It is very important, when applying penalized methods, to standardize your data (as you point out with your comment about scale. It's also important to realize that penalties are not generally applied to the intercept term, as this would cause the model to violate the attractive property that the average predictions equal the average response (on the training data).

Together, these facts (centered data, no intercept penalty) imply that the intercept parameter estimate in a ridge regression is known a priori, it is zero.

The coefficient vector from ridge regression is the solution to the penalized optimization problem

$$\beta = argmin \left( (y - X\beta)^t (y - X\beta) + \frac{1}{2}\sum_{j > 0} \beta_j^2 \right)$$

Taking a partial with respect to the intercept parameter

$$\frac{\partial L}{\partial \beta_0} = \sum_{i=1}^{n} \left( y - \sum_{j=0}^q \beta_j x_{ij} \right) x_{i0}$$

But $x_{0i}$ are the entries in the model matrix corresponding to the intercept, so $x_{0i} = 1$ always. So we get

$$\sum_{i=1} y_i + \sum_{j=0}^q \beta_j \sum_{i=1}^n x_{ij}$$

The first term, with the sum over y, is zero because $y$ is centered (or not, a good check of understanding is to work out what happens if you don't center y). In the second term, each predictor is centered, so the sum over $i$ is zero for every predictor $j$ except the intercept. For the intercept, the second term $i$ sum comes out to $n$ (it's $1 + 1 + 1 + \cdots$). So this whole thing reduces to

$$n \beta_0$$

Setting this partial equal to zero, $n\beta_0 = 0$, we recover $\beta_0 = 0$, as expected.

So, you do not need to bind on an intercept term to your model matrix. Your function should either expect standardized data (and if you plan on making it public, it should check this is so), or standardize the data itself. Once this is done, the intercept is known to be zero. I'll leave it as an exersize to work out what the intercept should be when you translate the coefficients back to the un-normalized scale.

I still don't get results equivalent to lm.ridge though, but it might just be a question of translating the formula back into the original scales. However, I can't seem to work out how to do this. I thought it would just entail multiplying by the standard deviation of the response and adding the mean, as usual for standard scores, but either my function is still wrong or rescaling is more complex than I realize.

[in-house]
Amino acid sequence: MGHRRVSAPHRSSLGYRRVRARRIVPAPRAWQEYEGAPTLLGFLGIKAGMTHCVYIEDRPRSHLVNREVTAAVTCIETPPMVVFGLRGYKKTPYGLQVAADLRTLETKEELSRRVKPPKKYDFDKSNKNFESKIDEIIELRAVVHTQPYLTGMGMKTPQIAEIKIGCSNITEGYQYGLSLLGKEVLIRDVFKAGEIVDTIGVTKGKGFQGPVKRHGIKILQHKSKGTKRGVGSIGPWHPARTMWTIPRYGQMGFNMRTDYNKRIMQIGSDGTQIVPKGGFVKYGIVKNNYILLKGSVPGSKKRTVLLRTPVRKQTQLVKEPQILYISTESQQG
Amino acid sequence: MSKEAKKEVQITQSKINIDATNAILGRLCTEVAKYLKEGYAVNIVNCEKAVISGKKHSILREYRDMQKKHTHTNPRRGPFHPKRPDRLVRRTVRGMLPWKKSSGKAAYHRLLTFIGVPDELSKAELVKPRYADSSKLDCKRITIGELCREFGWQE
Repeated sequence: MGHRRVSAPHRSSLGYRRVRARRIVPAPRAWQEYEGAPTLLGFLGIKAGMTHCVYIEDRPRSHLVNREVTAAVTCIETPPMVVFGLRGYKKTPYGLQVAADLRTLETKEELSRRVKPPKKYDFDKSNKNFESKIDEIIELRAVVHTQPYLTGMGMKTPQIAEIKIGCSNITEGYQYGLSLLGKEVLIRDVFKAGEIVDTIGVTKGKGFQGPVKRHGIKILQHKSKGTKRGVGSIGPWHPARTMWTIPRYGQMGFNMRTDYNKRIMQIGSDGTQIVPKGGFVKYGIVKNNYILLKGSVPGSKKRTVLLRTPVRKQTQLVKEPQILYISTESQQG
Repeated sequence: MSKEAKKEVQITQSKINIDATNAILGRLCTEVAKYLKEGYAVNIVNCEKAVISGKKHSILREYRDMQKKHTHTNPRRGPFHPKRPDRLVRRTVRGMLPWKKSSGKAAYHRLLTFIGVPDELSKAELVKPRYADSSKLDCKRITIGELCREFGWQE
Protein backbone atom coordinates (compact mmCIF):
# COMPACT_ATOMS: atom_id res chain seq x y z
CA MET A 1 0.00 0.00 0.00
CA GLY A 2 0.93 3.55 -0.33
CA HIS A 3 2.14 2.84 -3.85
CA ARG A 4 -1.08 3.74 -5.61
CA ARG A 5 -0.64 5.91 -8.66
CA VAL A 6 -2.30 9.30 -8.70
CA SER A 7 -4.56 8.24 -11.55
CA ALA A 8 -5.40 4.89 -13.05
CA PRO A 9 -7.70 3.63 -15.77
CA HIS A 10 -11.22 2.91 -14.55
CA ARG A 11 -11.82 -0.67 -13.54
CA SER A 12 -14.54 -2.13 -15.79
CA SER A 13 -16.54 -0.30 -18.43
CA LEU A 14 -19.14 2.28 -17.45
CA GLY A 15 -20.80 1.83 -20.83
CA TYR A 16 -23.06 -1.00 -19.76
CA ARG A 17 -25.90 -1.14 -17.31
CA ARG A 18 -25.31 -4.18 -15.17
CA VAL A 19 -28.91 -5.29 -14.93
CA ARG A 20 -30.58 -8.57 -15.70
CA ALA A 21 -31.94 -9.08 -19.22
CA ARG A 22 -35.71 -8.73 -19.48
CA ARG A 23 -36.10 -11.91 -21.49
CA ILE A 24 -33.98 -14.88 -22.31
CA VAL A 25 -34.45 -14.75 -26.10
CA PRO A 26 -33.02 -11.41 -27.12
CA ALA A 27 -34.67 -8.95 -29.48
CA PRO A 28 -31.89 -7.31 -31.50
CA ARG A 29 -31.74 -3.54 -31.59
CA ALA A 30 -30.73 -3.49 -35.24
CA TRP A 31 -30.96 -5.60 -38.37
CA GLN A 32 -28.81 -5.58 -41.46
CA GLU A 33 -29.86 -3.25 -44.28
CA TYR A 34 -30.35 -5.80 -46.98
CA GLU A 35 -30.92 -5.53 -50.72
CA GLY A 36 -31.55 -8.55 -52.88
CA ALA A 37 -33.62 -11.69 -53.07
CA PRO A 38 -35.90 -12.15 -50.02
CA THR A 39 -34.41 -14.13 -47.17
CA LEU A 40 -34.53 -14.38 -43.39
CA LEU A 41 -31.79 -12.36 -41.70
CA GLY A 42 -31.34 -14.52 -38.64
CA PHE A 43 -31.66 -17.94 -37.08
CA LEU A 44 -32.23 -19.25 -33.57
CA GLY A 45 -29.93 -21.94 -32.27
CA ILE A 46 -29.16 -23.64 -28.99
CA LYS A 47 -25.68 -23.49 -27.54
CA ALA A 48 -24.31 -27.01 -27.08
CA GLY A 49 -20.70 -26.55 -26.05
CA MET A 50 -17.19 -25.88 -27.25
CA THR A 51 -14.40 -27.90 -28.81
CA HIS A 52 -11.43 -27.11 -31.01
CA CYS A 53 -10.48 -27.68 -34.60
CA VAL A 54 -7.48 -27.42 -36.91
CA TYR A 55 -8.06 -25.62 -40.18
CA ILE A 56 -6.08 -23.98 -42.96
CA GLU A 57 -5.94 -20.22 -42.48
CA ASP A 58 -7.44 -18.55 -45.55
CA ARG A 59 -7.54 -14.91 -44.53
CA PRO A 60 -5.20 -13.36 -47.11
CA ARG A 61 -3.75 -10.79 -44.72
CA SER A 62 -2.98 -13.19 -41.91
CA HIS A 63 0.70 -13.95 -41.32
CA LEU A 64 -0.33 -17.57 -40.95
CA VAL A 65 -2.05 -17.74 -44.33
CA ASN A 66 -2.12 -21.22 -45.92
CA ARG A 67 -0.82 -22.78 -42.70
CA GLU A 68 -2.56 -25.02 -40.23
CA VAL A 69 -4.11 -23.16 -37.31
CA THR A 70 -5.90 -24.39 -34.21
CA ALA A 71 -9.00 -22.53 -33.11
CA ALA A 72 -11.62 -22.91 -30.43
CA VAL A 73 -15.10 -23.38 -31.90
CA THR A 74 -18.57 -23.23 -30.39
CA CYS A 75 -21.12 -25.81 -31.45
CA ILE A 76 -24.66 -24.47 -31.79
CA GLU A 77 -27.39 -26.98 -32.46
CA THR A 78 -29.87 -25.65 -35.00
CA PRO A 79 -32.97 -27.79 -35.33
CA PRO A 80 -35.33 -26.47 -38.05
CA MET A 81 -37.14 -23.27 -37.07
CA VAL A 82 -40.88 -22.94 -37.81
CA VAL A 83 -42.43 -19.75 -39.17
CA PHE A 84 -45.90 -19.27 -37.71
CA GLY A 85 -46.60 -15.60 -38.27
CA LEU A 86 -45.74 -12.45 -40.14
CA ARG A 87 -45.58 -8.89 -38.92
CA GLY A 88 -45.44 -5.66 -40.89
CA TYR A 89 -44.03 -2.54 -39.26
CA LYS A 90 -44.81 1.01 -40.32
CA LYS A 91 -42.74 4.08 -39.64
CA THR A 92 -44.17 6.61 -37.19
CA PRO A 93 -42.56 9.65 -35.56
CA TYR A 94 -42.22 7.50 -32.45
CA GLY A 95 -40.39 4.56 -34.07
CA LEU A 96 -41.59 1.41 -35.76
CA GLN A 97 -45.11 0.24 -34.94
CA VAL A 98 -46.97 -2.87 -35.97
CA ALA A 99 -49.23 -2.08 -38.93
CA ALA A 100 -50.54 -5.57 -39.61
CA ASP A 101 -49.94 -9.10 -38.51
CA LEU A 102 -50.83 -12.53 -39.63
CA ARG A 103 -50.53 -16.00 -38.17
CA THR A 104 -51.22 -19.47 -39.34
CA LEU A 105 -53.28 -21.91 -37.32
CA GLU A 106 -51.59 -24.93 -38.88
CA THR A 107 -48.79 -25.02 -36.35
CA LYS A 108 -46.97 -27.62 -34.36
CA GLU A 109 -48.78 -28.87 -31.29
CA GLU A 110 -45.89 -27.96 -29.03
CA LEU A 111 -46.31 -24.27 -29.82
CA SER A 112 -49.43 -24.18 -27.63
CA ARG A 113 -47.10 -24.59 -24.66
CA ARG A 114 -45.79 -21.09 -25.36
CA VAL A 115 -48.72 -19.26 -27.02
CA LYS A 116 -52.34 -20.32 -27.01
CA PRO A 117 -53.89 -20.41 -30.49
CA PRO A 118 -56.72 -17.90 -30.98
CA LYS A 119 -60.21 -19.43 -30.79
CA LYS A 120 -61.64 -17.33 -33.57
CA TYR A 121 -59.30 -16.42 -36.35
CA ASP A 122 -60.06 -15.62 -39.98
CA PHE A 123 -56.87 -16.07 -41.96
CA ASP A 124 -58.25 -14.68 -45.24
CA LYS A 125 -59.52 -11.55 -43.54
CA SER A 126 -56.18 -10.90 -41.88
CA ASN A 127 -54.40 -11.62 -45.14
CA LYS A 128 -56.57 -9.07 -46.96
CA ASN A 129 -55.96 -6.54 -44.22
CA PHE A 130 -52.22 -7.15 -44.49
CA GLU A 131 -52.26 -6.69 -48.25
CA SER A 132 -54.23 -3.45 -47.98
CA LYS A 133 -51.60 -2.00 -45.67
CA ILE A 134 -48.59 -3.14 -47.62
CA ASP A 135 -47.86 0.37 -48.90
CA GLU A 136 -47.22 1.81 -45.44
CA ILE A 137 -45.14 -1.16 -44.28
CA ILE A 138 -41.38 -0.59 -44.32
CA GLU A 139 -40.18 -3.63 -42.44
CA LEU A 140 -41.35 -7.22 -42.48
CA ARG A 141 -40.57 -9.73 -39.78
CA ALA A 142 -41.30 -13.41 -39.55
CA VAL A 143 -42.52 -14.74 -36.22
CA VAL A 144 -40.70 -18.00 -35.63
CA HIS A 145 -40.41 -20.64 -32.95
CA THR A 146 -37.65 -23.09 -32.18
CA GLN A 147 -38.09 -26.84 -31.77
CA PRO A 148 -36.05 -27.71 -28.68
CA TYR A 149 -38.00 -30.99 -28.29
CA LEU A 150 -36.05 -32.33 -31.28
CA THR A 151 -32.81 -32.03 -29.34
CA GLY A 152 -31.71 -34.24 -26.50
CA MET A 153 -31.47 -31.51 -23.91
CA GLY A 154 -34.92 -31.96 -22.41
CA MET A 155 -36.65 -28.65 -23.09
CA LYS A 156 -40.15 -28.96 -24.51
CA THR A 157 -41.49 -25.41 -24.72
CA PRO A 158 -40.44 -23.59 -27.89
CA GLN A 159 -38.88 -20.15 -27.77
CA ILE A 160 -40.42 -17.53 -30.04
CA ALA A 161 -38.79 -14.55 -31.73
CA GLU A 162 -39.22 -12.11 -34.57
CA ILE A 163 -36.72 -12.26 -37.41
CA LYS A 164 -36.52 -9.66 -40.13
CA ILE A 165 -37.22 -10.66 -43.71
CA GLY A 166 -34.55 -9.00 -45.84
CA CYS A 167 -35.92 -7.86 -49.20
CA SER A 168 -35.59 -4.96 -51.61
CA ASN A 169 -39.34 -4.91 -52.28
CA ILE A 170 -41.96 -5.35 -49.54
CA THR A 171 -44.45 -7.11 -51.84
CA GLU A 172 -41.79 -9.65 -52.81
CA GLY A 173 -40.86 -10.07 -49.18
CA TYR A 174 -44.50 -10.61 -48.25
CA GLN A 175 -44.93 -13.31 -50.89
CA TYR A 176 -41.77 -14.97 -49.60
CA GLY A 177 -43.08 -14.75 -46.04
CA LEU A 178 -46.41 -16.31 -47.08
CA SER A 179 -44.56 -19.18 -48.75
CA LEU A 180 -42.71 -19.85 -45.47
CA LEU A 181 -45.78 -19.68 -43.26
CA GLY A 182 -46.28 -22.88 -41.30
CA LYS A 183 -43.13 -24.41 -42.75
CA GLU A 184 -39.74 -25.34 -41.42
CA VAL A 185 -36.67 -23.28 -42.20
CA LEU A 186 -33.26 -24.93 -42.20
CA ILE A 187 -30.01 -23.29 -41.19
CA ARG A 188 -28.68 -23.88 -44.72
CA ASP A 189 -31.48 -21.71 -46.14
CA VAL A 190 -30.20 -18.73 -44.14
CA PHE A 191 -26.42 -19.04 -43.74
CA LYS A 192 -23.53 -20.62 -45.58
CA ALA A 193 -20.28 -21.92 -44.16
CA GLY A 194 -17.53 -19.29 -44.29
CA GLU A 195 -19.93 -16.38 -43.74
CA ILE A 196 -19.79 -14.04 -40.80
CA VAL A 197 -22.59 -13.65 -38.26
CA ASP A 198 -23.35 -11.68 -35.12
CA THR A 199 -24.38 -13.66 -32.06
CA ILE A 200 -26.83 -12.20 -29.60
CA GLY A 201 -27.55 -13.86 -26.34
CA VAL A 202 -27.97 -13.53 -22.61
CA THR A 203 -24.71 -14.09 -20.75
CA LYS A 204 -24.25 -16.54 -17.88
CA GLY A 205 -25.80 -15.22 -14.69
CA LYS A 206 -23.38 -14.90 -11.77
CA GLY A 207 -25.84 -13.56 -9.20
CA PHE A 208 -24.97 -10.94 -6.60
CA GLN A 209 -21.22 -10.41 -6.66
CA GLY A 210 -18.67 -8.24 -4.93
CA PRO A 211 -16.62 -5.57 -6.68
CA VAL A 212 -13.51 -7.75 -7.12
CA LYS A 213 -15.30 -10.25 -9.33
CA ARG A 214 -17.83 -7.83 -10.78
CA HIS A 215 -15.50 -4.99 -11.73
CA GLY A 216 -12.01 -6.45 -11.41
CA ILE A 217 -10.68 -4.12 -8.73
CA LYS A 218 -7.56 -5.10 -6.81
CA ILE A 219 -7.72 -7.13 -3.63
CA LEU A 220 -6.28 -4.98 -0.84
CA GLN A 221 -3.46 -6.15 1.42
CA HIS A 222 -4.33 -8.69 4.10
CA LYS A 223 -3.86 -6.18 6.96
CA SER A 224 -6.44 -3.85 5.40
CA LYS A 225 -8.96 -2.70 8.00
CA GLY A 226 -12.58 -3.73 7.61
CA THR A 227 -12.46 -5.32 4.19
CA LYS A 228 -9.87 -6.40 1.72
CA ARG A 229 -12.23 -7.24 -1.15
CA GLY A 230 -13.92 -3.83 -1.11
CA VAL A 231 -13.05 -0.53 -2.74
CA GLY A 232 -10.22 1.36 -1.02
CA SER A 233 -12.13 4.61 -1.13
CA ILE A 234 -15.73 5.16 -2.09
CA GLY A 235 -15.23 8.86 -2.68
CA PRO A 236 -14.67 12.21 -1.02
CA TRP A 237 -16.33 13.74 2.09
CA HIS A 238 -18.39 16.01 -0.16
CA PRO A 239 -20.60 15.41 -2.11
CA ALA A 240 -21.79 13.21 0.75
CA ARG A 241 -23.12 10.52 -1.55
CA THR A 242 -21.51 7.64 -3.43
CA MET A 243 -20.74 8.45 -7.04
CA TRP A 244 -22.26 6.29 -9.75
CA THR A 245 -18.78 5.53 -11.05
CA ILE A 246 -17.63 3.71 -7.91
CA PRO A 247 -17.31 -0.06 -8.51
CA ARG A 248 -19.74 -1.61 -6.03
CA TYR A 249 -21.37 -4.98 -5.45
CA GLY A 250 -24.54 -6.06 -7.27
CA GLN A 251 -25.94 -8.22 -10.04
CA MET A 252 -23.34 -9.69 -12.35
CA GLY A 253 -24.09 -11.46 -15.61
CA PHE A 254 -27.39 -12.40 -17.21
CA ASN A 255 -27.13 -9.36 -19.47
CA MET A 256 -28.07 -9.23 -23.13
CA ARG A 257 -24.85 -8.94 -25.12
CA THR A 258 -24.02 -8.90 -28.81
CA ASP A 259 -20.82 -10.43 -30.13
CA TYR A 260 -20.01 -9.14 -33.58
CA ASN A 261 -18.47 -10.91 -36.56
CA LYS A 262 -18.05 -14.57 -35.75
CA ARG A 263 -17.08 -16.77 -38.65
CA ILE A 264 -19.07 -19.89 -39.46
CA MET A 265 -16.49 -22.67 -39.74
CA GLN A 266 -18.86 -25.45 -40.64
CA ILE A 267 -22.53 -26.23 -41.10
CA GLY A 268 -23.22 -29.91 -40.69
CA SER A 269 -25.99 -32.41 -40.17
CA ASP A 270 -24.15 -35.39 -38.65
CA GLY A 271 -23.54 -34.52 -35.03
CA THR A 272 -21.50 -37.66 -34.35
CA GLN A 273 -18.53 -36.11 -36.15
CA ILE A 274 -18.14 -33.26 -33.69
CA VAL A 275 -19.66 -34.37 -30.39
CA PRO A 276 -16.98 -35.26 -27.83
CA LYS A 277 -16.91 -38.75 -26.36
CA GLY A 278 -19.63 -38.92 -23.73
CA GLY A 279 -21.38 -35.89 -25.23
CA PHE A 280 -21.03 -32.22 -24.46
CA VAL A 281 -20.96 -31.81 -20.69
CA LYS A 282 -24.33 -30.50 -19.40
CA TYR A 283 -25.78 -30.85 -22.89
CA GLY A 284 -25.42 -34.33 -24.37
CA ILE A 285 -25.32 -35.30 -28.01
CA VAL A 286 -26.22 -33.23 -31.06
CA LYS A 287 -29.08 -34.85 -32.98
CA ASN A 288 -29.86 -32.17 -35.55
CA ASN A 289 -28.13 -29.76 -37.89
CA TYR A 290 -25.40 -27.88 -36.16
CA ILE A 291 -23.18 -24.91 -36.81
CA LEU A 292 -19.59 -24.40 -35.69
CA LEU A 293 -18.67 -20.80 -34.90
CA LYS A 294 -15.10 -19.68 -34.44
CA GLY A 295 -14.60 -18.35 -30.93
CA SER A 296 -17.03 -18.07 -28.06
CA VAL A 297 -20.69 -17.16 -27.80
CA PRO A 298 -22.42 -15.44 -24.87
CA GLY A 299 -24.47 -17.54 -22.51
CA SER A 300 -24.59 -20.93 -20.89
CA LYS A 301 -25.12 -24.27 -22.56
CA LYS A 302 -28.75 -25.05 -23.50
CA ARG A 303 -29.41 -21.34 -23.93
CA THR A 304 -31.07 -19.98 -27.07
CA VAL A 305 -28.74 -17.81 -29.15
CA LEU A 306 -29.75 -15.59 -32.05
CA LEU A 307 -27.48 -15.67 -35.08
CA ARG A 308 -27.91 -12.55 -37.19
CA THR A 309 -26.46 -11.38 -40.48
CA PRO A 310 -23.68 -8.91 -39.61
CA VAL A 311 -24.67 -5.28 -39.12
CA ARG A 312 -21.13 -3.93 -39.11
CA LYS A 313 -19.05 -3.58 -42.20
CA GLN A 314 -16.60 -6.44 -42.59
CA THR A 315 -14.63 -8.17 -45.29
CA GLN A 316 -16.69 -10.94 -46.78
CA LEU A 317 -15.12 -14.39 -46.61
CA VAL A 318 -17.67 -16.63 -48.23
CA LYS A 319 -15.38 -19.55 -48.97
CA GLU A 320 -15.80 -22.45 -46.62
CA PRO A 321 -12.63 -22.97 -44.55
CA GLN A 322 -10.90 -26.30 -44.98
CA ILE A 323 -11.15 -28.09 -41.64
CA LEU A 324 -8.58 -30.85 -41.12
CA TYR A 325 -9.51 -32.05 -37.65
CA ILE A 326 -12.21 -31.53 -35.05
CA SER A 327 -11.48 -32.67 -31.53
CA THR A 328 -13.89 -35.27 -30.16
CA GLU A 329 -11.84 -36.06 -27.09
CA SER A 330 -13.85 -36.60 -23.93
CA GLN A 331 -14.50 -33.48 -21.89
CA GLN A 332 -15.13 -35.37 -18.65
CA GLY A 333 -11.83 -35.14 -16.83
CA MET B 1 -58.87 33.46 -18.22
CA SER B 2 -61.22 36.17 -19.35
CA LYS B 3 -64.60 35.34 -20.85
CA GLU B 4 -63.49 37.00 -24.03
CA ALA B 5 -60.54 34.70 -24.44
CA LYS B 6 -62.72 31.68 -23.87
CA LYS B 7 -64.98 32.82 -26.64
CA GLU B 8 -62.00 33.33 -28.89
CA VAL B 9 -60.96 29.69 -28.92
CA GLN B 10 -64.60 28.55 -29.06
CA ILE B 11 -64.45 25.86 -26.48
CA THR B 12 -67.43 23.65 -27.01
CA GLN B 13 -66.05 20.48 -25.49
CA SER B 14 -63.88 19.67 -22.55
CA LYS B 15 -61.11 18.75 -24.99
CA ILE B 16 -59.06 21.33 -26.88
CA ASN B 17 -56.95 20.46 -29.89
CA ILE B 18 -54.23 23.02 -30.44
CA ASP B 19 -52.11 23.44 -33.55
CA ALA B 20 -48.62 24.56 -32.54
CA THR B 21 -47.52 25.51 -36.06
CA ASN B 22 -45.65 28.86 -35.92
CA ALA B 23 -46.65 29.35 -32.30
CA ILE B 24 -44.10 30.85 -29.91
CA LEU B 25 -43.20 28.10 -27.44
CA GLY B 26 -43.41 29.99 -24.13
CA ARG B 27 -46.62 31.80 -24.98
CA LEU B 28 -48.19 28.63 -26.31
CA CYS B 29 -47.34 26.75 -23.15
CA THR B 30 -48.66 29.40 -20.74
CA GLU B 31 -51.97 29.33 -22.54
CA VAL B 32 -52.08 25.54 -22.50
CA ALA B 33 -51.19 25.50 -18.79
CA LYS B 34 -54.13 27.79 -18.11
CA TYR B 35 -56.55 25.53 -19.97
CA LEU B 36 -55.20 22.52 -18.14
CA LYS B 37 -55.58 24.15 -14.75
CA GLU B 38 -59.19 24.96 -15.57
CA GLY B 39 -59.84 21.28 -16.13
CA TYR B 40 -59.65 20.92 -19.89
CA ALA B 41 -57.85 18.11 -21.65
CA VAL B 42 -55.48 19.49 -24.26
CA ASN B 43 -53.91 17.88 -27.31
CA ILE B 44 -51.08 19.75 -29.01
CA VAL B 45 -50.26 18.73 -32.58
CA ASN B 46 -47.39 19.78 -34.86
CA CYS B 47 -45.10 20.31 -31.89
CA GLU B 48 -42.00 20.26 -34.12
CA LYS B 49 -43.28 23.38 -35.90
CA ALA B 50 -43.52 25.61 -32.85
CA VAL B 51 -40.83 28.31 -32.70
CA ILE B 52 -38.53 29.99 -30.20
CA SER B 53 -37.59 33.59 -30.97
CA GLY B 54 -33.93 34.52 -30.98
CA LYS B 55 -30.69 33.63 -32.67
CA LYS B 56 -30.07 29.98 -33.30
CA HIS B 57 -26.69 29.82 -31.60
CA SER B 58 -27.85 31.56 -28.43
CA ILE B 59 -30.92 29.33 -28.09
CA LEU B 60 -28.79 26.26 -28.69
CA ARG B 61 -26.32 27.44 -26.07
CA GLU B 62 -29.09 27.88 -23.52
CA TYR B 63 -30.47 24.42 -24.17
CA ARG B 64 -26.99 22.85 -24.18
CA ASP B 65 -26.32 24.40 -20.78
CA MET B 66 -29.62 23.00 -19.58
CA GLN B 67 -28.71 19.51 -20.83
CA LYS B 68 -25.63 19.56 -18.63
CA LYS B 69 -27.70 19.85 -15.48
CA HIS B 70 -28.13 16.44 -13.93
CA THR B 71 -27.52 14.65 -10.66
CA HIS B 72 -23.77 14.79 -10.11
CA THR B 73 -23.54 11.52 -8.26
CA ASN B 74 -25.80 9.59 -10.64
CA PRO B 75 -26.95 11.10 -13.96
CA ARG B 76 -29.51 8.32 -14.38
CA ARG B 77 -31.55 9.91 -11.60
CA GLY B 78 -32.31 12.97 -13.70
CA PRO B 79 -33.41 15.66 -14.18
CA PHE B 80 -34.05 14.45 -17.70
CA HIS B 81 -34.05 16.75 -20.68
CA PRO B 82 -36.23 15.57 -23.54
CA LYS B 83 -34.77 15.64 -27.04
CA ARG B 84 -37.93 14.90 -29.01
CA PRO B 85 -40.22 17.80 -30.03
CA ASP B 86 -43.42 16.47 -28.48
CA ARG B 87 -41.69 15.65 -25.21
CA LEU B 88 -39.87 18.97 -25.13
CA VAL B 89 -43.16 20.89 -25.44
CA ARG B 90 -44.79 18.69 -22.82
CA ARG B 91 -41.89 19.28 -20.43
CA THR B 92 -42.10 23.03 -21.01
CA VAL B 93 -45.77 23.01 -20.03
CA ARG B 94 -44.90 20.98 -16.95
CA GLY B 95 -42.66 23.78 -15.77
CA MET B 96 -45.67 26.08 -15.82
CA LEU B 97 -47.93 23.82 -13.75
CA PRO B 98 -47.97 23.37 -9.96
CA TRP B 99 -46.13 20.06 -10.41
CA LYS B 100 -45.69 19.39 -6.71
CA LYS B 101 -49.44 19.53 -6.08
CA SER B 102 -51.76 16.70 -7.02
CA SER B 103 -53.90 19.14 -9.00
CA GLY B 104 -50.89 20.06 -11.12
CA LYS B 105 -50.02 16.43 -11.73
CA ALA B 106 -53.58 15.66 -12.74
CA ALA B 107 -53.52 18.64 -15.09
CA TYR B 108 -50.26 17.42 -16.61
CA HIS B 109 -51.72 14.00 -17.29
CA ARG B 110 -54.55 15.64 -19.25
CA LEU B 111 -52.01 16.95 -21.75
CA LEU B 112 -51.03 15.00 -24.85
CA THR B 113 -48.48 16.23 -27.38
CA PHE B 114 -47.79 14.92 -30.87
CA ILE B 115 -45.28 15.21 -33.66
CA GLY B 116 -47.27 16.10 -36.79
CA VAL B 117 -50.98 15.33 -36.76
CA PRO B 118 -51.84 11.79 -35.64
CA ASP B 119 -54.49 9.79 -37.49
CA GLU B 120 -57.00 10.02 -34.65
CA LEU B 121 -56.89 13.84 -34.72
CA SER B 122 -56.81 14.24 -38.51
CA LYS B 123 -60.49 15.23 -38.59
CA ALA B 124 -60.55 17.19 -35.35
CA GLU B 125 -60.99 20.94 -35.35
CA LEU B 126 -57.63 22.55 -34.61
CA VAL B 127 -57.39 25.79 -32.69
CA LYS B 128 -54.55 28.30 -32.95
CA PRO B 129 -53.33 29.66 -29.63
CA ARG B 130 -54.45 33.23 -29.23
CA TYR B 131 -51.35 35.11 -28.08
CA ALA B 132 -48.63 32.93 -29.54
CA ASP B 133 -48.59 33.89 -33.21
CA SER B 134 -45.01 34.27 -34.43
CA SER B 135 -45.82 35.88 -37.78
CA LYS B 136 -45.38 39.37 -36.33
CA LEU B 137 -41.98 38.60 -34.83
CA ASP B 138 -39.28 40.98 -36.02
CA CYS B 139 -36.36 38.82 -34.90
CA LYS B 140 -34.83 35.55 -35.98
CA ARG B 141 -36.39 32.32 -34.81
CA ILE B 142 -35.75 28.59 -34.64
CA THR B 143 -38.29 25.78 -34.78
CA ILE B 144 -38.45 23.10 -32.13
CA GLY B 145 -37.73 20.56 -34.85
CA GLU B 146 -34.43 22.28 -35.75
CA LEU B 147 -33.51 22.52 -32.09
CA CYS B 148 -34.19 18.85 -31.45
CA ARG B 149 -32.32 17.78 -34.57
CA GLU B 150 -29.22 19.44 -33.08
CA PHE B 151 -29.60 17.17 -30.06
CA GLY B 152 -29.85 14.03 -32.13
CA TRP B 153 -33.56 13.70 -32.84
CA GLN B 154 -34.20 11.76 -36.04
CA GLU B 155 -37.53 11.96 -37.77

It's a bit more complicated, but not too bad if you are careful. Here's a place where I answered a very similar question:

GLMnet - “Unstandardizing” Linear Regression Coefficients

You may have to make a very simple change if you are not standardizing $y$.

• Okay, so If I understand you correctly I need to do something like this: fitRidge <- function(X, Y, lambda) { X <- scale(X) penalties <- lambda * diag(ncol(X)) wz <- c(mean(Y), solve(t(X) %*% X + penalties, t(X) %*% Y)) return(wz) } Assuming intercept is just mean of Y as Hastie says. I'm guessing this would give me a RR for standardized values, however, I can't seem to figure out how to translate the formula back into something on the original scale. I thought It would just entail multiplying with sd of Y and adding the mean of Y but apparently not. – Johan Falkenjack Oct 28 '15 at 21:29

Try to type lm.ridge in your R console. You will see the code for the function, and it does standardize the input. Try to standardize the input to your function and compare the results.

If you read the documentation you can also see:

If an intercept is present in the model, its coefficient is not penalized. (If you want to penalize an intercept, put in your own constant term and remove the intercept.)

You penalize the intercept in your function, so that is also going to create a difference.

Not a complete answer here, but some relevant things for those that will try to implement Ridge regression by themselves and compare their results to lm.ridge.

lm.ridge uses SVD to estimate the coefficients. It is pretty straightforward to implement Relevant explanation on how to do that is in the upvoted comment from this question: Relevant answer

It also standardizes the predictors in a different way from the scale() function. It uses divisions by n instead of n-1. That can explain small deviations in the estimations.

There is also something up with the intercept (it deals with it in a different way than I do) as pointed out, but I couldn't get everything running inside lm.ridge to work out what it exactly does with the intercept term.